Using Equity in my Primary Residence for First Investment??

11 Replies

Hey all! This is my first forum question.

I have about $50k equity in my primary residence, and was wondering if it would be advisable to use that equity to get my first investment home.

If so, what route should I take: Home Equity Loan, HELOC, cash out refi??? Is there another option I'm missing (I'm about as green as they come, so forgive my ignorance).

Hi Jeff,

Welcome to the forums! Don't let this be your last question, the forums are a great resource.

Pulling the equity out of your house will depend on the current value of your house. Typically you can only pull out up to 80% LTV (loan-to-value), so if your house is worth $100,000 you could pull out $30,000 in equity ($100,000 - 20%=$80,000 - $50,000 loan = $30,000). If your house is worth $200,000 then the 80% value would be $160,000, meaning you could only pull out $10,000 in equity. So basically if your house is worth $250,000 or more then you have $50,000 in equity but you probably can't pull it out. I hope this makes sense.

That being said and assuming you have equity you can actually pull out and use, my recommendation would be to get a HELOC. If you get a home equity loan or cash-out refi then you'll be getting the money, even if you don't know how much you'll need, and you'll have a monthly payment every month. With a HELOC, it's like a credit card. You have access to the funds when you need them but if you don't then you're not borrowing anything and you don't have a payment. The only way I would recommend a cash-out refi would be if you would be able to get a much lower interest rate than you currently have on your home, as you'll be getting a new 15 or 30-year loan on your property. Be aware that you'll also be charged closing costs for the new loan which will most likely be a few thousand dollars.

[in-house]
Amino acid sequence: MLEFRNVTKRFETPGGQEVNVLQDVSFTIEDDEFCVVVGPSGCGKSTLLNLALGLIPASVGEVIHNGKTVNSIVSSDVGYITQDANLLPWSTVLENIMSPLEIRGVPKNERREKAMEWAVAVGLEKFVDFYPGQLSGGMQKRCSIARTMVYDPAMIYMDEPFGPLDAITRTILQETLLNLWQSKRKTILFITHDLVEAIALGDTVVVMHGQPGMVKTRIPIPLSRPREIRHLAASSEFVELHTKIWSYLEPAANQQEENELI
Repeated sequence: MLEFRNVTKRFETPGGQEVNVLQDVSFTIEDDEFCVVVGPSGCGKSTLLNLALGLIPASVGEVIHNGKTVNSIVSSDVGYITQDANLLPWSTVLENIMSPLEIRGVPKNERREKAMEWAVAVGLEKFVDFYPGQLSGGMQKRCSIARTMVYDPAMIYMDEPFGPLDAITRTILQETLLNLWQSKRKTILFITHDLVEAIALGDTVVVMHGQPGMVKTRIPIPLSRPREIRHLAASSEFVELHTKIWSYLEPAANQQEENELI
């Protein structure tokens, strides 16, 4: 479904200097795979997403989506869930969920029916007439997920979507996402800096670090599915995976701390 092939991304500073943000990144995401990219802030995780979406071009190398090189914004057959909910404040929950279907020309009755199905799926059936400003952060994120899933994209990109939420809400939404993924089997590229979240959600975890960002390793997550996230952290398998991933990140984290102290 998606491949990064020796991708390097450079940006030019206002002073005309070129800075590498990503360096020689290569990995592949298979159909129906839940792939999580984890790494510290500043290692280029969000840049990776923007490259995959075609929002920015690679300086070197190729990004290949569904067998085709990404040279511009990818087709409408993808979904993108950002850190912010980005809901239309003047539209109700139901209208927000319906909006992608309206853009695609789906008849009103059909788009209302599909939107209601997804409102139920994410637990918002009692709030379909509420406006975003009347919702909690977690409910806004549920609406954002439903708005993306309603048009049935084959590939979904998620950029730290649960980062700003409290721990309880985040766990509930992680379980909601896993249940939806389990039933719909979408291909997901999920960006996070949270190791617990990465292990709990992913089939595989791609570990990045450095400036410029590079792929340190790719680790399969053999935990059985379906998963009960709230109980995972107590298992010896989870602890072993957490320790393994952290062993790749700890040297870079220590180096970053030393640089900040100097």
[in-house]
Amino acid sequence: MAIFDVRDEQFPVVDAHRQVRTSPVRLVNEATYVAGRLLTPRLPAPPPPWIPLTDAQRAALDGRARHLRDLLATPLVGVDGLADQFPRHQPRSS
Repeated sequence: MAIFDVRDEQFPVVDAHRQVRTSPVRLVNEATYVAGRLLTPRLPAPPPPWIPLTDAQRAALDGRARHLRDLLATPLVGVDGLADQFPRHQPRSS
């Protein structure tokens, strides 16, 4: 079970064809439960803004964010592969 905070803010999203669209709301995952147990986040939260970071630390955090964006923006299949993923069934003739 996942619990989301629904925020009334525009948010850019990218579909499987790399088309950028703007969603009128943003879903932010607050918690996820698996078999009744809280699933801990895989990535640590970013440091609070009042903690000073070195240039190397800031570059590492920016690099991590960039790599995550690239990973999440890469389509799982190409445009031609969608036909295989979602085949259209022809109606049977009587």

Best of luck!

Eric

@Eric Black  I'm confused by the equation you gave. The concept that $50k in equity is a higher percentage of total value in a $100k home than in a $200k home makes perfect sense. But the equation applied to the $200k home would go as follows [according to my utter lack of understanding]:

$200,000 - 20% = $160,000 - $50,000 loan = $110,000??? What did I miss, or what don't I understand?

@Jeff Rossman Sorry for the confusion.

You stated you have $50,000 in equity in the home so I was using that number just for the equity. If your house is worth $100,000 and you have $50k in equity then that would mean your loan is about $50k. If your house is worth $200,000 and you have $50k in equity then that means your loan amount is about $150,000. If your house is worth $200,000 and you have a $50,000 loan then you have $150,000 in equity which is a whole different story. Again, the only number I had to go on was the $50,000 in equity you stated you have.

If you can give some additional numbers, such as what you think the current value of your house is and what your approximately current loan balance is then we can use real numbers.

Does that help?

Totally get it now. My home is valued at approx. $140,000 (Zillow), we owe about $89,000 on our loan.

I really appreciate your help and patience. How did you finance your first deal, @Eric?

@Jeff Rossman  

So with those numbers, and I wouldn't put much trust in Zillow, your 80% LTV is $112,000 ($140,000 - 20%). Since you have a loan of $89,000 you have to subtract that from the $112,000 which would leave you with about $23,000 of equity that you would be able to pull out.